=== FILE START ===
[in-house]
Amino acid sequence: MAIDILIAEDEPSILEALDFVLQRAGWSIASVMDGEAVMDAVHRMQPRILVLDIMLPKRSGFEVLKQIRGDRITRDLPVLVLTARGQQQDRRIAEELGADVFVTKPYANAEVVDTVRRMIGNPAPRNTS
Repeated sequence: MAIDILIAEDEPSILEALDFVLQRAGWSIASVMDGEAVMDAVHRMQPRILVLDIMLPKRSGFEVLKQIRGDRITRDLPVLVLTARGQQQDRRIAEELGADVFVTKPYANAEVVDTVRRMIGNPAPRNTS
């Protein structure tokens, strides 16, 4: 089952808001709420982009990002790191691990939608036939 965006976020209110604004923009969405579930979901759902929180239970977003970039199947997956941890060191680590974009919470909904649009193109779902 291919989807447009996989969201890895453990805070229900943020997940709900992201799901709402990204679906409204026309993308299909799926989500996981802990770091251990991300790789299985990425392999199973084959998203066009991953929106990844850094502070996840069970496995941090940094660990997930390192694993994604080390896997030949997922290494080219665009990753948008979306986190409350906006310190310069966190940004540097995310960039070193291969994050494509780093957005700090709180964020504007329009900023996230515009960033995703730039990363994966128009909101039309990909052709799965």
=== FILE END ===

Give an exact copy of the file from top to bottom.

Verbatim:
[in-house]
Amino acid sequence: MAIDILIAEDEPSILEALDFVLQRAGWSIASVMDGEAVMDAVHRMQPRILVLDIMLPKRSGFEVLKQIRGDRITRDLPVLVLTARGQQQDRRIAEELGADVFVTKPYANAEVVDTVRRMIGNPAPRNTS
Repeated sequence: MAIDILIAEDEPSILEALDFVLQRAGWSIASVMDGEAVMDAVHRMQPRILVLDIMLPKRSGFEVLKQIRGDRITRDLPVLVLTARGQQQDRRIAEELGADVFVTKPYANAEVVDTVRRMIGNPAPRNTS
């Protein structure tokens, strides 16, 4: 089952808001709420982009990002790191691990939608036939 965006976020209110604004923009969405579930979901759902929180239970977003970039199947997956941890060191680590974009919470909904649009193109779902 291919989807447009996989969201890895453990805070229900943020997940709900992201799901709402990204679906409204026309993308299909799926989500996981802990770091251990991300790789299985990425392999199973084959998203066009991953929106990844850094502070996840069970496995941090940094660990997930390192694993994604080390896997030949997922290494080219665009990753948008979306986190409350906006310190310069966190940004540097995310960039070193291969994050494509780093957005700090709180964020504007329009900023996230515009960033995703730039990363994966128009909101039309990909052709799965």